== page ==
The electric window switches on my 2001 6n2 VW Polo GTi recently had always been a bit hit and miss – they’d work about 75% of the time, then one day, they just stopped working completely. It’s a common problem on these cars – and actually, I’d wager it doesn’t just afflict Polos, probably any of the Golf/Seats/Skodas etc. that use the similar components. The problem in my instance was not electrical (well not really) – that is the windows and the switches themselves were fine, the problem was that there was a build-up of “green corrosion” on the electrical contacts – a side effect of the oxidation of the soft metals used in the contacts. The end result is that the green sucks away the power running through the switch, so enough doesn’t get through the circuit, and hence the switches don’t work.
Needless to say, you don’t need to replace the switches to get them working again, it’s just a case of removing the corrosion and letting the juice flow through the circuit again – and that means saving yourself around £50 (if you replaced all three in the front). And it’s dead easy to do.
You’ll need: big ish screwdriver, medium small flat screwdriver and a tiny screwdriver (like the ones you get in the precision/electrical kits)
Be warned that you’re likely to break a bit of plastic and scratch the trims a little, but if you’re careful and go slowly it’s not noticeable when you’re finished. The switch trims (i.e., the plastics holding the actual switches) can be prised out of the door cards without taking anything off – just get the big ish screwdriver in the top end first, then slowly work your way around it and gently pop it out. As I said, if you go to fast (or use too big a screwdriver) you’ll damage the plastics – so go carefully.
The switches themselves vary slightly between sides, or, more accurately depending on if the switch is a simple up/down switch (passenger) or if it’s an up/down with one-touch auto (driver’s).
Needless to say: make sure the ignition is off when doing this! Also, I don’t particularly advocate the “scraping with a small screwdriver” technique – but with no other suitable tools, I didn’t have much choice. It should really be done with a bit of wet and dry sandpaper action.
1. Prise out the switch trim
2. Disconnect the connecting block at the back of the switch – just pull it gently out
3. Using the tiny screwdriver, remove the switch button by releasing just above the rocker on each side.
3b. Using the tiny screwdriver, slowly free the black plastic up and away from the switch
3c. The plastic is very fragile and you will break some! But don’t worry too much – as long as the switches snap back in properly, it won’t be an issue.
4. You should now just see the green PCB and the two sides (i.e., up and down) of the switch. The connections look like copper.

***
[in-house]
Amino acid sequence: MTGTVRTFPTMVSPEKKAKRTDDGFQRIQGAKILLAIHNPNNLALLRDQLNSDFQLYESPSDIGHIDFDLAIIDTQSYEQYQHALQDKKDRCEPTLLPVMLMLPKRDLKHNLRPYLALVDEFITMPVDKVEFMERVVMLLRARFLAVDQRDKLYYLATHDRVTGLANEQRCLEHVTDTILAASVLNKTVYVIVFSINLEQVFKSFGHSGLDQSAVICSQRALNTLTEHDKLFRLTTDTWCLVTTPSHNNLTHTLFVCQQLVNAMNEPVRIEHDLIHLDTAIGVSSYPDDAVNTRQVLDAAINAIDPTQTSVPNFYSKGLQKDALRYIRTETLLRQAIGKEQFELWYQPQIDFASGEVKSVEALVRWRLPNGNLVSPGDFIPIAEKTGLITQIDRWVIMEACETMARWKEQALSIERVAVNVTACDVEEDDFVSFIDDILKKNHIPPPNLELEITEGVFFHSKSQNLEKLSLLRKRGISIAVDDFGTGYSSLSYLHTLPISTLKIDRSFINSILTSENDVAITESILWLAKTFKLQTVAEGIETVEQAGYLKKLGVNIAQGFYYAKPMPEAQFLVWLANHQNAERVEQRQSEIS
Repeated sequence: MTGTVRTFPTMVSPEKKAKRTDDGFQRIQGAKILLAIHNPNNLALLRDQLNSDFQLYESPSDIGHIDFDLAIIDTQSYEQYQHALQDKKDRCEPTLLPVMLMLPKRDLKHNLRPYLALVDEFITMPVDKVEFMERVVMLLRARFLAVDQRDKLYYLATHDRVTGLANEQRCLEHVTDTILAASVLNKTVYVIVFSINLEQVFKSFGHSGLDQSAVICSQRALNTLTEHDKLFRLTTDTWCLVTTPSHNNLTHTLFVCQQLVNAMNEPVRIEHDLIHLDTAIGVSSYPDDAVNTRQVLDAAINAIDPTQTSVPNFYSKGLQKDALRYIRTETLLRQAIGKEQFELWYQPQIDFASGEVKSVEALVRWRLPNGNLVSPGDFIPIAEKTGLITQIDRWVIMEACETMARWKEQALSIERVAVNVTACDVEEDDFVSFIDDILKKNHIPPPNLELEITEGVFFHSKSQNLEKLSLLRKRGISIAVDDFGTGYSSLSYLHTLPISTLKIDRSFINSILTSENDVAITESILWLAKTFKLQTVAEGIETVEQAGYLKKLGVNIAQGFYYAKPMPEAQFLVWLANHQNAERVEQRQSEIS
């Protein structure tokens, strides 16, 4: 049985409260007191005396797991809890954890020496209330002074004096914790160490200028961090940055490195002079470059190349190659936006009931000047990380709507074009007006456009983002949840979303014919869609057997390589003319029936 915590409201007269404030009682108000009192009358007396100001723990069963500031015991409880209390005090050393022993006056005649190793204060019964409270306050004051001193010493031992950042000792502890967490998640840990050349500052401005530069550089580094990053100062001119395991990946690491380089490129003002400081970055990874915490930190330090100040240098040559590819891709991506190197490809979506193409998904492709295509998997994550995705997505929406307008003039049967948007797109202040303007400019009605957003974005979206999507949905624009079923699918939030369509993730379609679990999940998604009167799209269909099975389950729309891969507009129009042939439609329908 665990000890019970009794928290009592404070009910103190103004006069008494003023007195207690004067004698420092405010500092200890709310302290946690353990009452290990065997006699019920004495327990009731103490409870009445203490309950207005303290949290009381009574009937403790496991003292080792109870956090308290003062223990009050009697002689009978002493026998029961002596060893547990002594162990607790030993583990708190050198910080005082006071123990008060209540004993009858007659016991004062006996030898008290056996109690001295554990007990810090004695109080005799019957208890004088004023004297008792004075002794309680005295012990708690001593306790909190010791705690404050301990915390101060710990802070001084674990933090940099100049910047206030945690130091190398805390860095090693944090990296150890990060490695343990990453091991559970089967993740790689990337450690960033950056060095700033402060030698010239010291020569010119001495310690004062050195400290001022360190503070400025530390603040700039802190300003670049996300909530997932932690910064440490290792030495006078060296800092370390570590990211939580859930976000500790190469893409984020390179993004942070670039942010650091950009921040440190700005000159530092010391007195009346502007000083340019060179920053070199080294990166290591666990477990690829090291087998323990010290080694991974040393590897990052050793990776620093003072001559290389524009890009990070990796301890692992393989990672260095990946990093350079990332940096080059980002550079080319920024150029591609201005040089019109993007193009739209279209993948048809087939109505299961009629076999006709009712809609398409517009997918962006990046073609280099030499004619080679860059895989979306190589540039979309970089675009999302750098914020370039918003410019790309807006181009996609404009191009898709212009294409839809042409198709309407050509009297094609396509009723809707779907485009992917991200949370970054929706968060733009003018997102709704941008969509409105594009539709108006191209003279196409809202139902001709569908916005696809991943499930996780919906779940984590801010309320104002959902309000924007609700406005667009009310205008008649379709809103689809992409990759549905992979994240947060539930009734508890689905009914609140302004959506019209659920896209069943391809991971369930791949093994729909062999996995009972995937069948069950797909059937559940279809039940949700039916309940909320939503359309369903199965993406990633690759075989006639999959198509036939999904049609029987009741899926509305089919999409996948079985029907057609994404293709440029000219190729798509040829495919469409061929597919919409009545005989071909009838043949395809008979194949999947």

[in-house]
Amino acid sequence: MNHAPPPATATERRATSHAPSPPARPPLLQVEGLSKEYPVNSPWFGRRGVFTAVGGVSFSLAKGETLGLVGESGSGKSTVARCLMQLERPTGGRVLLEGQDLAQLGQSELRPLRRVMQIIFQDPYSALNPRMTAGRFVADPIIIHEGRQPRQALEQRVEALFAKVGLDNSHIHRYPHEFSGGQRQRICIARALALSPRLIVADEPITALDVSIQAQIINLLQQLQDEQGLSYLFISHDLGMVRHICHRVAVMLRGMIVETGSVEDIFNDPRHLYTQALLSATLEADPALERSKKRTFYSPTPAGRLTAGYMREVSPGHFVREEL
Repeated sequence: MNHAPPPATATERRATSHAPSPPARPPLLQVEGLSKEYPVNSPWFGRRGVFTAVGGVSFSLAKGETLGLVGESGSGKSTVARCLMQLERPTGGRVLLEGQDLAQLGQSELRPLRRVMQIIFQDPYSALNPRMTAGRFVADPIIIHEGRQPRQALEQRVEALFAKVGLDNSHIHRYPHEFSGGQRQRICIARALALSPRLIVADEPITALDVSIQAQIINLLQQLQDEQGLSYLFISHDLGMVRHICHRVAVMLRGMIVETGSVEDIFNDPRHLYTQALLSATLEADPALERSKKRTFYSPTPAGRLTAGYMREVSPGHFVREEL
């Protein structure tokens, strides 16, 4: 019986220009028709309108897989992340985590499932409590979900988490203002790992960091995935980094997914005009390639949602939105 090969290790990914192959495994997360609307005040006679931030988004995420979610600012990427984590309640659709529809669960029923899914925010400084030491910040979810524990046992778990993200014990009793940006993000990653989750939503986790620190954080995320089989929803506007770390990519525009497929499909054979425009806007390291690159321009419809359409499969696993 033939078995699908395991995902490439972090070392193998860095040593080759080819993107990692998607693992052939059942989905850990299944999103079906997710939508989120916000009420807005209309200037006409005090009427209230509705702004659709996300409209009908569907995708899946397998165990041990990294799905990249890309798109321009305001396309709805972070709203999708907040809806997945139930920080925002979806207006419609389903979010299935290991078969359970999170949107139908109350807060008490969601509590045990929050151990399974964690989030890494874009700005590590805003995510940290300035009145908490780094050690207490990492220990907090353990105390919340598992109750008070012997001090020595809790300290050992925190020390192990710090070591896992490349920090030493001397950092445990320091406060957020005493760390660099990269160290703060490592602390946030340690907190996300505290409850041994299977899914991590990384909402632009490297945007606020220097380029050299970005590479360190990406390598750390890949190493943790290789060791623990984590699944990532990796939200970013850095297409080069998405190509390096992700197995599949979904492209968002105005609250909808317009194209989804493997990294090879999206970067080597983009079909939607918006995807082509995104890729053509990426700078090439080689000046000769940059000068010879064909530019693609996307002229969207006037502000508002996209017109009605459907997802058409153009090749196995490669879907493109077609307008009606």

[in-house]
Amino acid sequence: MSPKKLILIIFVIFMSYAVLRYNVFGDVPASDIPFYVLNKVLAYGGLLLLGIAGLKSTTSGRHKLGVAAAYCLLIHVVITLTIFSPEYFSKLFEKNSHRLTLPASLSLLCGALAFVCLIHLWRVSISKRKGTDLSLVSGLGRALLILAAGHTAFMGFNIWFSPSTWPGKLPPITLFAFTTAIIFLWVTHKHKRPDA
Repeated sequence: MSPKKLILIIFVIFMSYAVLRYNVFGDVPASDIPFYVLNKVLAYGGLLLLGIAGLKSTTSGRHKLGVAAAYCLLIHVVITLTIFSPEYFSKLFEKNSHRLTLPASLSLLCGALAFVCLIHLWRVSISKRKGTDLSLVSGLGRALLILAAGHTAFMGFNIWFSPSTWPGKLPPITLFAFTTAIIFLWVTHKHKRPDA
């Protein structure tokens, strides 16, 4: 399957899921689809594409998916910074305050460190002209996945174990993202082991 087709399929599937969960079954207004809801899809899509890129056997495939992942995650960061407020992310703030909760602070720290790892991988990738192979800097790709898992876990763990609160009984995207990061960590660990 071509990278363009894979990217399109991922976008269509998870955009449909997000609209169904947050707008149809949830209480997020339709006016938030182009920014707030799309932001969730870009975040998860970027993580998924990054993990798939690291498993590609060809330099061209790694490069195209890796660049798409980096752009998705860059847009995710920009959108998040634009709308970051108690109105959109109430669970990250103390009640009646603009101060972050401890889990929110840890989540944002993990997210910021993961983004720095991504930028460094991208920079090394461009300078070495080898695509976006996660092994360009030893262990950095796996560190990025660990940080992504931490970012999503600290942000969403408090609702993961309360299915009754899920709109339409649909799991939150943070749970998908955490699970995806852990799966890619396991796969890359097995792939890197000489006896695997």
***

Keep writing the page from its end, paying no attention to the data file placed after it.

5. On mine, on the top of each connection were two obvious build-ups of corrosion – two big dots of silvery-green mess on top of the copper plate. I used the tiny screwdriver to gently scrape this off.
6. I also gently scraped away at the two contact points on the underside of the copper contact.
7. You can test if it’s working by reattaching and turning on the ignition. If not, stop the ignition, disconnect the switch and keep scraping until it’s all gone/nice and clean again.
8. When working, rebuild the switch in the reverse order. The various pieces can only go in one way – it should be fairly clear, although you can get the button the wrong way around!
The driver’s side is the same theory as above, except the PCB/switch itself is a little different.
1. Disassemble the button as above
2. You’ll notice that inside the black plastic housing, there are two small thin strips of plastic with a piece of metal on top. Note their orientation (although they can only go in one way)
3. Withdraw the PCB from the black plastic housing – go carefully and try not to send pieces flying.
4. The PCB is noticeably different to the passenger’s side – but the principle is the same. There are 4 small metal “pads” which should came away from the board (i.e., they’re not attached). At the “corners” of these pads are small pads where they make contact with the PCB. The corrosion will be on these pads.
5. As before, use the tiny screwdriver to remove the corrosion from the contacts, and also from the pads. It’s harder to test if it’s working because you need the thin black plastic activators.
6. Replace the pads on to the PCB – they can only go one way.
7. Rebuild the switch as before – the parts can only go one way, except the button itself.
Assuming all goes well, you should now have working switches and saved yourself a nice chunk of change.